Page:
In the mid-eighties I was one of the Production Managers at the Royal Opera House, Covent Garden. It fell to me to take charge of the technical side of things on Stockhausen’s opera “Donnerstag aus Licht”.
The production was to be directed by Michael Bogdanov and designed by the late, great, Maria Bjornson, a challenging coupling if ever there was one. Stockhausen was a charming charismatic character, who never let anyone else in the room get a word in edgeways if it could be prevented. Before we went into production Michael, Maria and I went to visit him at his house on top of a hill near Cologne. The house, which I think Stockhausen may have designed himself, was circular with a lot of ramped levels and glass walls. Using the loo was a little disconcerting as it had a floor to ceiling window with fine views of the Rhine Valley and equally fine views for those outside, like the postman for instance, of whoever was sitting on the loo reading the Sporting Life. One of the main reasons for our trip was to ascertain from Stockhausen what his opera was about. In the course of a long dinner he skilfully avoided giving us much of a clue. When faced with a direct question he would either change the subject or reply in such vague and confusing terms that one was none the wiser. Most of dinner was occupied by Stockhausen banging on about his various hobby-horses one of which was prefaced by the question, “where is the centre of Europe?” We all had a go. Vienna and Frankfurt were mentioned. “No!”, he said “it’s here, right here!” He then gave us a rambling lecture, which based on Ley lines, cosmic waves and Celtic tribal migratory paths, proved that he had chosen to build his house at the very centre of Europe. We returned to London with a loose grasp on all sorts of things none of which were “Donnerstag aus Licht”.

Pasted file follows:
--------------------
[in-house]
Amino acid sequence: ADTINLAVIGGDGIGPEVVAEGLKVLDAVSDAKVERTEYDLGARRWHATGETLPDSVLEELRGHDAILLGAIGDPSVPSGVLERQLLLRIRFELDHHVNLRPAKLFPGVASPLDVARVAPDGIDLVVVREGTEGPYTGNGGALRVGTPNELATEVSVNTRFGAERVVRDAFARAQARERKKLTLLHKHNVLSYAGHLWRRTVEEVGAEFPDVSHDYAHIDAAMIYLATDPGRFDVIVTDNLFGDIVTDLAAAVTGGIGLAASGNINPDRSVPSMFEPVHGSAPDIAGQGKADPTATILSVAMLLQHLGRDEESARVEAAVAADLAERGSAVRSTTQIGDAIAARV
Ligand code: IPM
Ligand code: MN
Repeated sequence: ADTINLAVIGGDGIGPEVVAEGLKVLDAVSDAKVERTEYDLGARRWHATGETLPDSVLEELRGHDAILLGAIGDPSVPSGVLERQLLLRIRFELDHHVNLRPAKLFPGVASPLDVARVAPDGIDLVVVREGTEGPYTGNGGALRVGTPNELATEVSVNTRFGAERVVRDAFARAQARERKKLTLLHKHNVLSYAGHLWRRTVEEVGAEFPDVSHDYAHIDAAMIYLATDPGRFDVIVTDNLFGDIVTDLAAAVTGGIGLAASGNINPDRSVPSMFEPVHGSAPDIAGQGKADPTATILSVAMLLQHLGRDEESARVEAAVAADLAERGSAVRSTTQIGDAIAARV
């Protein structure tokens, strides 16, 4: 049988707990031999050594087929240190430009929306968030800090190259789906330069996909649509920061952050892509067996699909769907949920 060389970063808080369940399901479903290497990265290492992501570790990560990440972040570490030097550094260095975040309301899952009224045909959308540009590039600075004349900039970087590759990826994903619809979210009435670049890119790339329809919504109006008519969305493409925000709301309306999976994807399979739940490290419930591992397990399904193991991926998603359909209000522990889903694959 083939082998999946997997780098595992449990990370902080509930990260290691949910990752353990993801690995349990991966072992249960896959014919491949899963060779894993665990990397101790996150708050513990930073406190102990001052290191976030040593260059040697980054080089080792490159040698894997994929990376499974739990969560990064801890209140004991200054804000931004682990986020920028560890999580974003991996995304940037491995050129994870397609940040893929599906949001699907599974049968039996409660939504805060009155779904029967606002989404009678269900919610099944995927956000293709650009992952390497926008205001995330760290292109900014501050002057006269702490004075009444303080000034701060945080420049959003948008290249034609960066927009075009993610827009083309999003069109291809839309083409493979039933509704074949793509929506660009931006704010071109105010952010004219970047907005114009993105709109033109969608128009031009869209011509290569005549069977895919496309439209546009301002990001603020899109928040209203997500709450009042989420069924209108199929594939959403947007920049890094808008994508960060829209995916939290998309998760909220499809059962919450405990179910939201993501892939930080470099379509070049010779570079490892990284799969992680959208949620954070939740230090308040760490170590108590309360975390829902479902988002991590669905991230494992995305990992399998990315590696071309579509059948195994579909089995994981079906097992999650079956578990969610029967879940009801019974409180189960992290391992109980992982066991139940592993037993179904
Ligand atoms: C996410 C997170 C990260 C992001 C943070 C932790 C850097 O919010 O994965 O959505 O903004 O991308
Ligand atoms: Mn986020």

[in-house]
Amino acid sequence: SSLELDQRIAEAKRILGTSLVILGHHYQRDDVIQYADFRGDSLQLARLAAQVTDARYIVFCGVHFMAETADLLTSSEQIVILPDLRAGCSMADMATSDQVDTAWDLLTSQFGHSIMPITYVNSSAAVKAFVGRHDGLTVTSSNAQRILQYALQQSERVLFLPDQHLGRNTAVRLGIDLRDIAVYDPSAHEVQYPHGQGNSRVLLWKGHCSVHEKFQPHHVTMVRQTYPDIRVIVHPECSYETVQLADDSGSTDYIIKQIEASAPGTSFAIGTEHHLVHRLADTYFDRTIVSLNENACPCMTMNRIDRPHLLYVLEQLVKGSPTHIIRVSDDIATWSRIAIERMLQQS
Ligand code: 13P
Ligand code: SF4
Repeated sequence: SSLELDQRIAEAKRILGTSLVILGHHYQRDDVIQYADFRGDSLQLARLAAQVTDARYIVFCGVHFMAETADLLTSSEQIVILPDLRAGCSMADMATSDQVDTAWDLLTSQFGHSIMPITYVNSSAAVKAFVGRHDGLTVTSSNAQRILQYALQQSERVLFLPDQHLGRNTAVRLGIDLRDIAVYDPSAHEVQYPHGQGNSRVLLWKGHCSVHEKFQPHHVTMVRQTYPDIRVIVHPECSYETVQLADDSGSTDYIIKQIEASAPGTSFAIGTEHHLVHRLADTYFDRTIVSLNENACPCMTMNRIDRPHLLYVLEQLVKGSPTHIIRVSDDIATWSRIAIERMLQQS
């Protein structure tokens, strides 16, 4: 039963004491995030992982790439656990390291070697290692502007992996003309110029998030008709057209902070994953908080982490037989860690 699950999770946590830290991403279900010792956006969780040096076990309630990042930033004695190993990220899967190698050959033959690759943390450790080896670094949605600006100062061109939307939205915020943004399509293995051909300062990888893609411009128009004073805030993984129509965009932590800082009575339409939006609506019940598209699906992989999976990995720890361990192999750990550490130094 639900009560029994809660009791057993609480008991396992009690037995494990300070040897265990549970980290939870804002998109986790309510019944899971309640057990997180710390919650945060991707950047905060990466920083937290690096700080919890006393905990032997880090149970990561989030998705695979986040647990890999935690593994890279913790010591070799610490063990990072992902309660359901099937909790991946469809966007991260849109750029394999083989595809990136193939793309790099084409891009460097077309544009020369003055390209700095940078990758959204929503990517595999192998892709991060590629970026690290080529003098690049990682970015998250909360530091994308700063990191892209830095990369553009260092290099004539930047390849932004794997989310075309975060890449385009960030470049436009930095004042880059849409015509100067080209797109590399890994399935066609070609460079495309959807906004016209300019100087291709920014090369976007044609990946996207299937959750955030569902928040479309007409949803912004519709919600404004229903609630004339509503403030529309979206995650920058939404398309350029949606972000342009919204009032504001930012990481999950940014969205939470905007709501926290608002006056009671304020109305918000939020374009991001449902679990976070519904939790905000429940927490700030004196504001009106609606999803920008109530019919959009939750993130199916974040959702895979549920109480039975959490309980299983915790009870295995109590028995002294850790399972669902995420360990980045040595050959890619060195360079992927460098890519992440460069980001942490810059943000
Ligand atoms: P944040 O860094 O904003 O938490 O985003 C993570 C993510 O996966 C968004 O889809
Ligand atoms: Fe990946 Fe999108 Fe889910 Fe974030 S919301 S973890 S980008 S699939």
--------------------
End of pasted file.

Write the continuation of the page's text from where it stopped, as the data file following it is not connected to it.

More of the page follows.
Just how far our creative concepts were from Stockhausen’s ‘reality’ were made apparent during the early stage rehearsals of Act 1. Entitled ‘Examen’ (Examination) Maria and Michael had come up with a rather gloomy and menacing set. There was a grey cyclorama behind barbed wire fencing and judge’s podia that were a cross between Wimbledon umpire’s chairs and concentration camp watchtowers. Our lighting designer, Chris Ellis, had come up with wintry lighting to suit. It became increasingly obvious that Stockhausen who was attending to things musical at the front of the stalls, was not happy. Eventually he stormed up the aisle to the production desk. “Michael! Maria! Why is everything so depressing? This scene is a scene of triumph, of celebration, a fiesta if you like”.
“Ah…” said Michael.
Maria however was up to the challenge and turned to me brightly and said “Ted, do we have any bunting?”
We did. Overnight we changed the cyc, painted everything red and replaced the barbed wire with jolly bunting. Art is that easy.
Stockhausen came to London with his entire ‘circus’, a mix of wives, mistresses, children singers and acrobats. The opera was made up of 3 acts with a “Gruss” (Welcome) and “Abscheid” (Farewell) played by a dozen trumpeters stationed on the rooftops of Bow St outside the front of the theatre as the audience arrived and departed. Act 1 was largely a piano piece played by a daughter and Act 2 a Trumpet concerto played by a son. Act 3 was very confusing. The whole thing ran about 5 hours. The music was challenging, when I described the show to a stage carpenter friend he promptly said “Oh bing-bang-bosh music”.
I think many of the audience agreed. At each interval the house thinned out perceptibly, though I was particularly impressed by one diehard who stuck it out to Act 3. At one point in this act, and for no particular reason that I can think of, a radio controlled toy tank drove off a glass topped table and fell to the stage with a dull thud. The diehard finally snapped and leapt to his feet shouting “That’s it! I’ve had enough. This is just silly”, and left slamming the Crush Bar doors behind him.
For me personally the whole experience was almost magical. After 6 weeks I did start to ‘get’ the music. Stockhausen and his troupe were extraordinary and even if none of us at Covent Garden knew what was going on it all seemed to work. Best of all the set design involved lots of moving parts that enabled me to play in the basement with Mike Barnett (the world’s greatest living stage engineer) and the Opera House’s hydraulic systems.
At the end of it all Stockhausen gave me one of his LPs. He signed the sleeve “cordially yours Karlheinz” The ’O’ of cordially was drawn in the shape of a heart. Now how avant-garde is that?